*quick history lesson: back in the 90s before X.Org, we used XFree86 for a GUI layer. /etc/xorg.conf is X.Org's version of XF86Config. it shares the exact same syntax as XF86Config, if you're curious as to what i'm talking about.

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markjensen
that is one MAJOR reason i dislike using ubuntu personally. i have over 4000 mp3s. i'm not about to convert them all to ogg.
Heaven forbid you install MP3 codecs.

And, if you like tweaking config files, Ubuntu doesn't stop you. Play with /etc/X11/xorg.conf all you like. :yes:

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xithium
that is one MAJOR reason i dislike using ubuntu personally. i have over 4000 mp3s. i'm not about to convert them all to ogg.

Why should that stop you using Ubuntu? The default media player Totem uses Gstreamer which provides mp3 plugins, and every other media player available in the repos doesn't have MP3 playback reduced in any way.

That's rather different to a distro like Fedora, where MP3 support is actively removed from all Fedora's packages.

Ubuntu leaves access to the majority of media formats just an apt-get away.

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Lemonzest

Because Red Hat/Fedora/CentOS make more sense to me than that Bunty Crap

Edited by Lemonzest
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kyro
Because Red Hat/Fedora/CentOS make more sense to me that that Bunty Crap

there there. lets not get into name calling :cool:

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rson451

too much is done for me.

its slow when compared side by side to arch on my same computer.

i <3 pacman+abs.

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0l33l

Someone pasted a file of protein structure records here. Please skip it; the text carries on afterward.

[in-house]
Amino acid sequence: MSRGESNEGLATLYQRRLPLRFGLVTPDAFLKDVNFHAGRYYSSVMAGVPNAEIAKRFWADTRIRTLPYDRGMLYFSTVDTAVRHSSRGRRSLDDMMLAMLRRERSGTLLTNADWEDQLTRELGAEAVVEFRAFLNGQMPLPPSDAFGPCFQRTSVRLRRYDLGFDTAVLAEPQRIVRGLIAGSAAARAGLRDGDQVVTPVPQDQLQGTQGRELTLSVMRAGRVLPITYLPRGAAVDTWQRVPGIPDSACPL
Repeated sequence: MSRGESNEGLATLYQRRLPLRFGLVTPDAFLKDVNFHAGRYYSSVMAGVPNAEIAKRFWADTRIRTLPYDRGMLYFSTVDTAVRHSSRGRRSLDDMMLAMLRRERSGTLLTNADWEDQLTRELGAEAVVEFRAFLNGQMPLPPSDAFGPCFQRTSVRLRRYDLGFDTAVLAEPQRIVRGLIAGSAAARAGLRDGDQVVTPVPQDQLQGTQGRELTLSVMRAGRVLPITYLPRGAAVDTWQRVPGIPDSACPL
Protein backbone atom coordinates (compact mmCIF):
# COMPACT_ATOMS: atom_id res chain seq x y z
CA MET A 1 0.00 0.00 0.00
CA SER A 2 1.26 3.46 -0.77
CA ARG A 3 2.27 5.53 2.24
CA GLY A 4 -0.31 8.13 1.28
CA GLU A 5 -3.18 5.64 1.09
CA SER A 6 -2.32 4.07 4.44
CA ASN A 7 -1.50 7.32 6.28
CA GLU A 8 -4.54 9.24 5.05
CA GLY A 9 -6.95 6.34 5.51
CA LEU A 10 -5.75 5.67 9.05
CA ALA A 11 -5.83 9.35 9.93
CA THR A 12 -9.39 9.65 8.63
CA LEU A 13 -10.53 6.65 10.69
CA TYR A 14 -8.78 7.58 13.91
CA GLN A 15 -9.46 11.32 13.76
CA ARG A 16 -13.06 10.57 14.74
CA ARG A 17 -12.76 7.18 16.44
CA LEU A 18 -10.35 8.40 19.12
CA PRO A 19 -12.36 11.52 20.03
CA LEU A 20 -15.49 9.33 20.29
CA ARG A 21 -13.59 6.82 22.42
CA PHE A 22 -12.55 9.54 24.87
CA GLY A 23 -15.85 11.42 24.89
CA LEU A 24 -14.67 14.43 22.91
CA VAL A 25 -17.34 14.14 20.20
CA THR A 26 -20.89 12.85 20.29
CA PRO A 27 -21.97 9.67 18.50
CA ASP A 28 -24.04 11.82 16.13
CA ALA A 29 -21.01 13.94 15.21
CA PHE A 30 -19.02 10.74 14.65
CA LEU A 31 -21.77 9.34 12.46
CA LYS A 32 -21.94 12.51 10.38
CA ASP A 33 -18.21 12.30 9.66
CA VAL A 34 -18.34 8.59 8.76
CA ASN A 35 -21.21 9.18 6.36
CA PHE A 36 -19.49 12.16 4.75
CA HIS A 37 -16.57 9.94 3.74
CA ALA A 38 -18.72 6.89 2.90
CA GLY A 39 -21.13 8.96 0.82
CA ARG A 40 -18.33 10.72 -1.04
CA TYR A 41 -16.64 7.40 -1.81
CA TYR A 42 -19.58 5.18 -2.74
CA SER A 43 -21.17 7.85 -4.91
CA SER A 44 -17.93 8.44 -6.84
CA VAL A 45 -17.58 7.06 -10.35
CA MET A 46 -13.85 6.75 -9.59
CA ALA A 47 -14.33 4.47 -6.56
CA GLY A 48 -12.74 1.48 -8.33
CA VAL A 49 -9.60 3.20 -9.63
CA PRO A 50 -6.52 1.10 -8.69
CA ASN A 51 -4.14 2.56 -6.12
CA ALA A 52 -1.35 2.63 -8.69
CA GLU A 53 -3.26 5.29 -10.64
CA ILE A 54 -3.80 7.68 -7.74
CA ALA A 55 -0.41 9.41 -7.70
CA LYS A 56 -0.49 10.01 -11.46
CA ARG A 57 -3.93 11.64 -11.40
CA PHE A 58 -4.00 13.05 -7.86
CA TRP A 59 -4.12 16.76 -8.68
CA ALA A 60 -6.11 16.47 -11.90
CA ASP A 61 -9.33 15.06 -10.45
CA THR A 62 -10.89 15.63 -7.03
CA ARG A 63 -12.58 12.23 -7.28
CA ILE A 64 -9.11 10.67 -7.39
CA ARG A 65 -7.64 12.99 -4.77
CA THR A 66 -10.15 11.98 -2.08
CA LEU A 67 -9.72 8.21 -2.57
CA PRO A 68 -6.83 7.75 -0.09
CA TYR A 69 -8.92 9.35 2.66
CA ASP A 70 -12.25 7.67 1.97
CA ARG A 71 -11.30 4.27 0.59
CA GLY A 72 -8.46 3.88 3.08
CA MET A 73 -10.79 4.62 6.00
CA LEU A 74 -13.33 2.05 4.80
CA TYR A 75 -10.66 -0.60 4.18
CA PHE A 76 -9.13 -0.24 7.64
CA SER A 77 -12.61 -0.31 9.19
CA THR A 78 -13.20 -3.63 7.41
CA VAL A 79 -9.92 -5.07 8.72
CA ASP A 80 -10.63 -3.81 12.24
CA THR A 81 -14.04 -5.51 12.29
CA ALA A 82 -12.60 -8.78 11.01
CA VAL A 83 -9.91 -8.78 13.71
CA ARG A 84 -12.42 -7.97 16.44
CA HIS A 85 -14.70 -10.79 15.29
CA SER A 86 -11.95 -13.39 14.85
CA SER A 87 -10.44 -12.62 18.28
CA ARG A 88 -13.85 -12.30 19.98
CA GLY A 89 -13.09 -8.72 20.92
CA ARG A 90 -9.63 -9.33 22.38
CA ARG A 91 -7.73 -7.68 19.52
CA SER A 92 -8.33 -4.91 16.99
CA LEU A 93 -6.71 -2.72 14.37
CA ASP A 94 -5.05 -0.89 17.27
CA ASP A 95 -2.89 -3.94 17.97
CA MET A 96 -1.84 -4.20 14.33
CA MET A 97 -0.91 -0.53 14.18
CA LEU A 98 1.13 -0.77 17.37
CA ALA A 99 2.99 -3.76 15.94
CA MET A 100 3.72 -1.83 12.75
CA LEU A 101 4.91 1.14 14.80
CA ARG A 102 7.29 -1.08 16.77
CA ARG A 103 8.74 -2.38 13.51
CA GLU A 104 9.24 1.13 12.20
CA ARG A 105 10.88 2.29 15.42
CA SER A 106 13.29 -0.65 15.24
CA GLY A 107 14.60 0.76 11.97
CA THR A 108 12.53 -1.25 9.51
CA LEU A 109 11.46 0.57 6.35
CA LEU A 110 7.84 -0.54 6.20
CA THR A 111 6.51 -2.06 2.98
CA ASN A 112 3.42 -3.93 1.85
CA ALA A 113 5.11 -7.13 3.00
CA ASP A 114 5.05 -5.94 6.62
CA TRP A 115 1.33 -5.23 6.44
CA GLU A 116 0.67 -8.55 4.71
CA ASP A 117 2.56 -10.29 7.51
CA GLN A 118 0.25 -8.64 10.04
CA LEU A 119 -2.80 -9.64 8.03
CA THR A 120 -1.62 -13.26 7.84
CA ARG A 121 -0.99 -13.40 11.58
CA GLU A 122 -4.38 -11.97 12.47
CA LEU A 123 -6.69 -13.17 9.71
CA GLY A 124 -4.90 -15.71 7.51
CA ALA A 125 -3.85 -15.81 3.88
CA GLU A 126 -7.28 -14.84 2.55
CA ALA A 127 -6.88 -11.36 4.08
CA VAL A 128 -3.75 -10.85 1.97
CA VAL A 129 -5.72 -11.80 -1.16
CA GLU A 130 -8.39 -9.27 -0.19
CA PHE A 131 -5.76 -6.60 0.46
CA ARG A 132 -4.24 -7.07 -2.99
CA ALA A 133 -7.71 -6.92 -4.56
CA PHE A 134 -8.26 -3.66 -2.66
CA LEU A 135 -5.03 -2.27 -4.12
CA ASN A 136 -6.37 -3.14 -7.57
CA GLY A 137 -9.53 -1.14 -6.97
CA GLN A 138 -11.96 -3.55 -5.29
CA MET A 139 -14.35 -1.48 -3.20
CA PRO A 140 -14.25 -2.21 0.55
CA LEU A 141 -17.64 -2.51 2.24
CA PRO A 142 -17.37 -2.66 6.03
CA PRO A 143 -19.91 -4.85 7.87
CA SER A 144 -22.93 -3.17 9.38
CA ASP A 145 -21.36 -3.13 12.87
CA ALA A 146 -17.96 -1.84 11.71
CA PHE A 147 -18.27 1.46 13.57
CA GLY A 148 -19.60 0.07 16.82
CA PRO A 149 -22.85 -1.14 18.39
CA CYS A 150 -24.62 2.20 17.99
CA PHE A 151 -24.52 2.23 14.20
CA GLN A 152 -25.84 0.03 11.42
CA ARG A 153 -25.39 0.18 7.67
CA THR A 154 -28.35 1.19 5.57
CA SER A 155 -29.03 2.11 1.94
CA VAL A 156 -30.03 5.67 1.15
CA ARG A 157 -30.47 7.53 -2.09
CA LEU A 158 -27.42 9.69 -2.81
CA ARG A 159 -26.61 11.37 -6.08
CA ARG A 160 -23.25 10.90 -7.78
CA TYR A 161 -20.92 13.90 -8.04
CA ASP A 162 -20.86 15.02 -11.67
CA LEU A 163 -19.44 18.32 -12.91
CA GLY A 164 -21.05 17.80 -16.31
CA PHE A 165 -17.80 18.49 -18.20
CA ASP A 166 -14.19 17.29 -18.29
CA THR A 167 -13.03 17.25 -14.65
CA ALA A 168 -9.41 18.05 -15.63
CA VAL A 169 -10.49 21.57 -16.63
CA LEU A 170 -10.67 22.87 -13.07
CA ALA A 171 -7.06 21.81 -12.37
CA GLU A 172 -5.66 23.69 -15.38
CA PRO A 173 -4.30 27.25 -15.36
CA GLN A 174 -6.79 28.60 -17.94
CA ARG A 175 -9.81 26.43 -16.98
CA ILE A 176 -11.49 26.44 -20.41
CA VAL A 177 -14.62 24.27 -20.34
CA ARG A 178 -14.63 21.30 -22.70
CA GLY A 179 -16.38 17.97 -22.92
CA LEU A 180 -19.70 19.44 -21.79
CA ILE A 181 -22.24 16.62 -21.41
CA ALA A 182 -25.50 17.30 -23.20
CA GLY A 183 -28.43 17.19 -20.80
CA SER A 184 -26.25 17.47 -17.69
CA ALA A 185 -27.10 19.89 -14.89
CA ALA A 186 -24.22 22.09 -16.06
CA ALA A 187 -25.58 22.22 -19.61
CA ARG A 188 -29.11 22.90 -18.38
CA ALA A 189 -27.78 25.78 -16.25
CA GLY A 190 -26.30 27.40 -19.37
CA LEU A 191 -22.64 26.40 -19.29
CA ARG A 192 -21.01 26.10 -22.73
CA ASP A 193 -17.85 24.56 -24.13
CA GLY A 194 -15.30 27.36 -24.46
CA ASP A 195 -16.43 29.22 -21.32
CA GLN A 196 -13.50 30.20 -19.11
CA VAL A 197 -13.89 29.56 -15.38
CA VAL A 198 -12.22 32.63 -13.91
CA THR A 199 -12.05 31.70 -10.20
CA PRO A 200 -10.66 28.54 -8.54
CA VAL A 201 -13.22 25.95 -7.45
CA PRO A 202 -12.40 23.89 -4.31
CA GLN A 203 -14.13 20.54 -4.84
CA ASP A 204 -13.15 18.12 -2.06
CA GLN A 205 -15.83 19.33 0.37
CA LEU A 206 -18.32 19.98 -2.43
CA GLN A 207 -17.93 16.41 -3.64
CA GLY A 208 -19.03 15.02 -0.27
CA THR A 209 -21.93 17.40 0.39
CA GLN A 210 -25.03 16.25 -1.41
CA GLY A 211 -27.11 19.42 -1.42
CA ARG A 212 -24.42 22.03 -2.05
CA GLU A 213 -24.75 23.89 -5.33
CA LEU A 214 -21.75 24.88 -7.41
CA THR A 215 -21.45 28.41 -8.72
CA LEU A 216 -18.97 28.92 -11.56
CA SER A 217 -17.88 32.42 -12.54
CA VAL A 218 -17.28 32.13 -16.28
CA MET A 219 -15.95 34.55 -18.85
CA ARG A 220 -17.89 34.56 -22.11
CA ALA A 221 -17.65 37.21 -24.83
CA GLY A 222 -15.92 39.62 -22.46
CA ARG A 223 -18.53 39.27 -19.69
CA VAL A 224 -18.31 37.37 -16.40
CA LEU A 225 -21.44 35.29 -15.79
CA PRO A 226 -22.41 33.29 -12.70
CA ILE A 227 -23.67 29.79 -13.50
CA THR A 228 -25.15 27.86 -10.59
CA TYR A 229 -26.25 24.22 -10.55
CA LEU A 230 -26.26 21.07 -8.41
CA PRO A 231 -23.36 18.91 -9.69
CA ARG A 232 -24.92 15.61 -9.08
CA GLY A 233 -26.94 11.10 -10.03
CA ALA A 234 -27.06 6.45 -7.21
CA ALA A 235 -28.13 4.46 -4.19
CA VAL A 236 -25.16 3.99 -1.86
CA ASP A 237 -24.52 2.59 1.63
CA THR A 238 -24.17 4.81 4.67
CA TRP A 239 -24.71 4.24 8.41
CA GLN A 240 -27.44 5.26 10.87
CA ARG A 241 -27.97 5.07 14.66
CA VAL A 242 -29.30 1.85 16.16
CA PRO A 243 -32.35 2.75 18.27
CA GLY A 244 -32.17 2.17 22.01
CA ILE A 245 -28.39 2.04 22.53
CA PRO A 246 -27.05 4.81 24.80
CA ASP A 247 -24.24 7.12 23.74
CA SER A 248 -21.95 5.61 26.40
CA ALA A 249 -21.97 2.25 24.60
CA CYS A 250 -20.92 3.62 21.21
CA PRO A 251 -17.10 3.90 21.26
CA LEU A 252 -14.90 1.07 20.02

too much is done for me.

its slow when compared side by side to arch on my same computer.

i <3 pacman+abs.

Couldn't agree more. I love arch :)
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SoapyHamHocks
too much is done for me.

its slow when compared side by side to arch on my same computer.

i <3 pacman+abs.

Yah pretty much the same here. I love using abs and pacman.

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rson451

wow there are more archers here than i thought.

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xithium
wow there are more archers here than i thought.

Yeah, I think its popularity has grown a fair bit recently. It's jumped from number 22 to number 18 on Distrowatch (however much credit you give to Distrowatch rankings), and it's being mentioned a bit more recently. :)

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Iridium
The Unix directory hierarchy still makes way more sense than the unregulated crap in Windows. Also, these days, every *nix system has at least a volume manager and a filesystem that supports online expansion, so there's no excuse for crying about running out of diskspace in / or /usr.

Also, what is it with you reading impaired clownshoes that are obviously Windows users and posting about why they're not using Linux? The thread is about Linux users and why they did not chose Ubuntu.

I'm sure it makes heavy use of the LD_* environment variables. If you'd clutter up the filesystem with symlinks of what you're trying to avoid, there's no point in a newfangled hierarchy.

If it doesn't redirect the linker into all directions of the sky, then it probably won't work well with external precompiled packages.

Firstly i said that i use Gobo but yes i also love my XP to death. Secondly the symlinks are just in place because packages are not compiled for the gobo-hierarchy if they were the symlinks would disappear. Thirdly, and this may hurt somewhat, but the fsf and open source developers are trying to break ties with die hard Linux users who are trying to hold back development. They want to make the Linux desktop as simple and consequently as competitive as possible on the desktop. Trust me there are a lot of people trying Linux from the windows community because vista is not shaping up and im sure they will have some influence on the future of Linux. The developers of large distributions such as Ubuntu who are trying to make a profit will aim their distribution at windows users. The ntf3g implementation in Ubuntu 7.10 supports this theory.

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edbro
Not even Chuck Norris could unite all the distros.

Apt-get works better than any other package manager I've tried anyways.

I bet Jack Bauer could do it.

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David Scaife